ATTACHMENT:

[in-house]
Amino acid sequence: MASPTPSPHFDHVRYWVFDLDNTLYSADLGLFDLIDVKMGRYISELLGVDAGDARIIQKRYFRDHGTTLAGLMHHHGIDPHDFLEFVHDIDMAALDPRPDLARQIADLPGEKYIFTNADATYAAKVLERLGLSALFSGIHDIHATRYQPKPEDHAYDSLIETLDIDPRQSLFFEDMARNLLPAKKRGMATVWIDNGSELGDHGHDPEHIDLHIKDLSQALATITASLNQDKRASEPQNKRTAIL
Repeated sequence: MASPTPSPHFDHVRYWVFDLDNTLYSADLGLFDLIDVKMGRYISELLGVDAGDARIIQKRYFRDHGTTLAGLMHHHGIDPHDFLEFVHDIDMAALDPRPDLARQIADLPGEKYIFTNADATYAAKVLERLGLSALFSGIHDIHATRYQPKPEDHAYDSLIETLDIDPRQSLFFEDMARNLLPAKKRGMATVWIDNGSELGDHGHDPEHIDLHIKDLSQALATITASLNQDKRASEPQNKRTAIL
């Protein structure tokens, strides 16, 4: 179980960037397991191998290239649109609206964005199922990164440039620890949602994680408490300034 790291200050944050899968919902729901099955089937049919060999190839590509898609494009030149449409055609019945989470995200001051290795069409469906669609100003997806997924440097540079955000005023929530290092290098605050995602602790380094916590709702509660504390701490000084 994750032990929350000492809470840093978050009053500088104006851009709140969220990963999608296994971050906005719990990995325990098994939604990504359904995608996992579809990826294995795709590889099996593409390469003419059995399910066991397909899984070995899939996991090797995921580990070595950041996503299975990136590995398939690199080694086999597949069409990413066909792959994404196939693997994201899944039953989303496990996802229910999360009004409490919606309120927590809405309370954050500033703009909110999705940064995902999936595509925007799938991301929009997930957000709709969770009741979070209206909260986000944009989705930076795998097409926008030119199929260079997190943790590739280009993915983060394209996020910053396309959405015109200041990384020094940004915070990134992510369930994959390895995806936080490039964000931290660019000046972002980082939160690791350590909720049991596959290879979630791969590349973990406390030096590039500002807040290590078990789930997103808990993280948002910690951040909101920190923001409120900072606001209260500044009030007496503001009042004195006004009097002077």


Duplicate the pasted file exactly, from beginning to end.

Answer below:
[in-house]
Amino acid sequence: MASPTPSPHFDHVRYWVFDLDNTLYSADLGLFDLIDVKMGRYISELLGVDAGDARIIQKRYFRDHGTTLAGLMHHHGIDPHDFLEFVHDIDMAALDPRPDLARQIADLPGEKYIFTNADATYAAKVLERLGLSALFSGIHDIHATRYQPKPEDHAYDSLIETLDIDPRQSLFFEDMARNLLPAKKRGMATVWIDNGSELGDHGHDPEHIDLHIKDLSQALATITASLNQDKRASEPQNKRTAIL
Repeated sequence: MASPTPSPHFDHVRYWVFDLDNTLYSADLGLFDLIDVKMGRYISELLGVDAGDARIIQKRYFRDHGTTLAGLMHHHGIDPHDFLEFVHDIDMAALDPRPDLARQIADLPGEKYIFTNADATYAAKVLERLGLSALFSGIHDIHATRYQPKPEDHAYDSLIETLDIDPRQSLFFEDMARNLLPAKKRGMATVWIDNGSELGDHGHDPEHIDLHIKDLSQALATITASLNQDKRASEPQNKRTAIL
């Protein structure tokens, strides 16, 4: 179980960037397991191998290239649109609206964005199922990164440039620890949602994680408490300034 790291200050944050899968919902729901099955089937049919060999190839590509898609494009030149449409055609019945989470995200001051290795069409469906669609100003997806997924440097540079955000005023929530290092290098605050995602602790380094916590709702509660504390701490000084 994750032990929350000492809470840093978050009053500088104006851009709140969220990963999608296994971050906005719990990995325990098994939604990504359904995608996992579809990826294995795709590889099996593409390469003419059995399910066991397909899984070995899939996991090797995921580990070595950041996503299975990136590995398939690199080694086999597949069409990413066909792959994404196939693997994201899944039953989303496990996802229910999360009004409490919606309120927590809405309370954050500033703009909110999705940064995902999936595509925007799938991301929009997930957000709709969770009741979070209206909260986000944009989705930076795998097409926008030119199929260079997190943790590739280009993915983060394209996020910053396309959405015109200041990384020094940004915070990134992510369930994959390895995806936080490039964000931290660019000046972002980082939160690791350590909720049991596959290879979630791969590349973990406390030096590039500002807040290590078990789930997103808990993280948002910690951040909101920190923001409120900072606001209260500044009030007496503001009042004195006004009097002077």